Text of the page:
Annelies’ Story

Alumna uses engineering skills to improve lives of others

Annelies’ Story
CategoryAlumni
NameAnnelies Tjebbes
FromVancouver, Canada
ProgramEngineering, Faculty of Applied Science
ActivitiesEngineers Without Borders

 

Before Annelies Tjebbes graduated, she was already well on her way to reaching her goal of being an entrepreneur and an engineer. In UBC’s New Venture Design course (APSC 486, COMM 466), interdisciplinary teams of Engineering and Commerce students were tasked with developing a business and a new product to bring to market. Annelies and her team founded Kaizen Biomedical and developed MobiChill, a blanket-like product that induces therapeutic hypothermia in cardiac arrest patients, which increases a patient’s chance of survival and reduces the risk of brain injury.

This wasn’t just an academic exercise: Annelies and her Kaizen Biomedical team are now taking the blanket (now called VersiCool) to market.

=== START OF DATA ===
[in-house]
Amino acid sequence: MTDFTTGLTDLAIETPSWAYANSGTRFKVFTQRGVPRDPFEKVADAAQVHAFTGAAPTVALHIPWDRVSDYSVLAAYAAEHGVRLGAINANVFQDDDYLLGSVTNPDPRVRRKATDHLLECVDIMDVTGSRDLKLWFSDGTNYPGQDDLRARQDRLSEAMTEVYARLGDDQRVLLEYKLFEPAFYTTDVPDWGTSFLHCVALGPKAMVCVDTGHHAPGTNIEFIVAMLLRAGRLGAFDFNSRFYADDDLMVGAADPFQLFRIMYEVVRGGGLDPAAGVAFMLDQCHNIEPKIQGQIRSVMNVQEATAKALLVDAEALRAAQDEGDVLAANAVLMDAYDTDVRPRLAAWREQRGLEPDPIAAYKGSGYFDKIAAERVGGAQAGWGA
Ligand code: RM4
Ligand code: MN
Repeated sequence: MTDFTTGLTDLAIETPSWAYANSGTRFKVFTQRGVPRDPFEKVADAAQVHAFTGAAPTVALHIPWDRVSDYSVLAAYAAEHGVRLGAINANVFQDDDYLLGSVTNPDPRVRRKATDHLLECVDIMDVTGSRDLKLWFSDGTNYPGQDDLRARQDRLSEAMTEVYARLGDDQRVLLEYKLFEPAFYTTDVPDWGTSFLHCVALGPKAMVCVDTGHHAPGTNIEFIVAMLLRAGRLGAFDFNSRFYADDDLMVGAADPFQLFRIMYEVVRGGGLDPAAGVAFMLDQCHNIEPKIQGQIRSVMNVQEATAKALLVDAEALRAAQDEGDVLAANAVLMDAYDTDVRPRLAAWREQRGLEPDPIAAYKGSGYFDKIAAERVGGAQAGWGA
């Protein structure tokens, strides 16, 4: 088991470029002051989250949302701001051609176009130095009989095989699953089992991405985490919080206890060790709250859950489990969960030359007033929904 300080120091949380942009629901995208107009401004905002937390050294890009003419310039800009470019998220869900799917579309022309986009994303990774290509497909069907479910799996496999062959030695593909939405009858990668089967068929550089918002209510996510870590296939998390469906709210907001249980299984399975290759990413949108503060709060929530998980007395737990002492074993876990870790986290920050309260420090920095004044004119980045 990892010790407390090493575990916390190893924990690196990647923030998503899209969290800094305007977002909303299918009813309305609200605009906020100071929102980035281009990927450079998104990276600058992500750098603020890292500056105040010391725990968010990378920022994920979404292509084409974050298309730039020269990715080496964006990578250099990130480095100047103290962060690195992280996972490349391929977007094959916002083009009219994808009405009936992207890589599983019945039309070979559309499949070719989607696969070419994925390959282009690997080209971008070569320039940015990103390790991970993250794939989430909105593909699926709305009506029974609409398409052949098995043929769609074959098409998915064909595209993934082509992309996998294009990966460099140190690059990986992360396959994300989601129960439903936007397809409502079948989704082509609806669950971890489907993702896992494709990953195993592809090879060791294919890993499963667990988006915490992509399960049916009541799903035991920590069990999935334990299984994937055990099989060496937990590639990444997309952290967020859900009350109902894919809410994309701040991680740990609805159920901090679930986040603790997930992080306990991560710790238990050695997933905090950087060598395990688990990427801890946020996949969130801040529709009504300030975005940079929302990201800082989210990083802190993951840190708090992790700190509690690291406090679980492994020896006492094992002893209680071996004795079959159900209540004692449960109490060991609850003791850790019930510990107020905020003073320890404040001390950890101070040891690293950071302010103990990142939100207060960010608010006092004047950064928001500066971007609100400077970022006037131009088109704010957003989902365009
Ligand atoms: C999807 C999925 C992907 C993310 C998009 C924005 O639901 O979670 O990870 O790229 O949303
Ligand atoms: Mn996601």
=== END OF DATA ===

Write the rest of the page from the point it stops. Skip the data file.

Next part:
Using her engineering skills to improve the lives of others was nothing new to Annelies. Before developing MobiChill, she lived and worked in Bogandé, Burkina Faso to improve that community’s waste-reduction methods – an experience that grew out of her five-year involvement with Engineers Without Borders.

During that period she was, at various times, Director of Global Engineering, Director of Communications, Director of Overseas Learning, and finally President — each post an amazing achievement for someone who hadn’t yet finished her undergraduate degree. Developing practical solutions to pressing problems is what drives Annelies — and it’s no surprise she was recognized with the Faculty of Applied Science’s Outstanding Future Alumnus Award for her academic career, leadership, and community service.

The future is looking very good for this alumnus: she recently accepted a full-time job from StarFish Medical in Victoria, BC where she earned rave reviews during her co-op term. Now a StarFish Medical employee, Annelies is working as an electrical engineer developing medical devices.

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